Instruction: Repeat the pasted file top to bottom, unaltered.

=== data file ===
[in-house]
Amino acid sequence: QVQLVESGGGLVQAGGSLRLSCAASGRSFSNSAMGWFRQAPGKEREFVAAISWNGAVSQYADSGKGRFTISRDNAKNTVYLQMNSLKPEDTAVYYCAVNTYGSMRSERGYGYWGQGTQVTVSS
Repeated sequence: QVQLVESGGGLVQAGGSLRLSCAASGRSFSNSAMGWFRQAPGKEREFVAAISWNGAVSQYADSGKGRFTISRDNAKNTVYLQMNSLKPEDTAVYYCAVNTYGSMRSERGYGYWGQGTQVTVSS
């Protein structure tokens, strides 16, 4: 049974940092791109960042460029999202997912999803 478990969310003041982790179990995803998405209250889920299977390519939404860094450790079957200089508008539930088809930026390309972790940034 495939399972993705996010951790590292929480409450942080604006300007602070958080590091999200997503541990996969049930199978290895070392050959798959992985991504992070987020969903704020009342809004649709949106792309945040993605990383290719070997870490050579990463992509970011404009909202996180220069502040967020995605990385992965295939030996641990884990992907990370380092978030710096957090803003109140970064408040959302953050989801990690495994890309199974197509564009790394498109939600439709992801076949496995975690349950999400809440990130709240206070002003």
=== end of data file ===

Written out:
[in-house]
Amino acid sequence: QVQLVESGGGLVQAGGSLRLSCAASGRSFSNSAMGWFRQAPGKEREFVAAISWNGAVSQYADSGKGRFTISRDNAKNTVYLQMNSLKPEDTAVYYCAVNTYGSMRSERGYGYWGQGTQVTVSS
Repeated sequence: QVQLVESGGGLVQAGGSLRLSCAASGRSFSNSAMGWFRQAPGKEREFVAAISWNGAVSQYADSGKGRFTISRDNAKNTVYLQMNSLKPEDTAVYYCAVNTYGSMRSERGYGYWGQGTQVTVSS
């Protein structure tokens, strides 16, 4: 049974940092791109960042460029999202997912999803 478990969310003041982790179990995803998405209250889920299977390519939404860094450790079957200089508008539930088809930026390309972790940034 495939399972993705996010951790590292929480409450942080604006300007602070958080590091999200997503541990996969049930199978290895070392050959798959992985991504992070987020969903704020009342809004649709949106792309945040993605990383290719070997870490050579990463992509970011404009909202996180220069502040967020995605990385992965295939030996641990884990992907990370380092978030710096957090803003109140970064408040959302953050989801990690495994890309199974197509564009790394498109939600439709992801076949496995975690349950999400809440990130709240206070002003």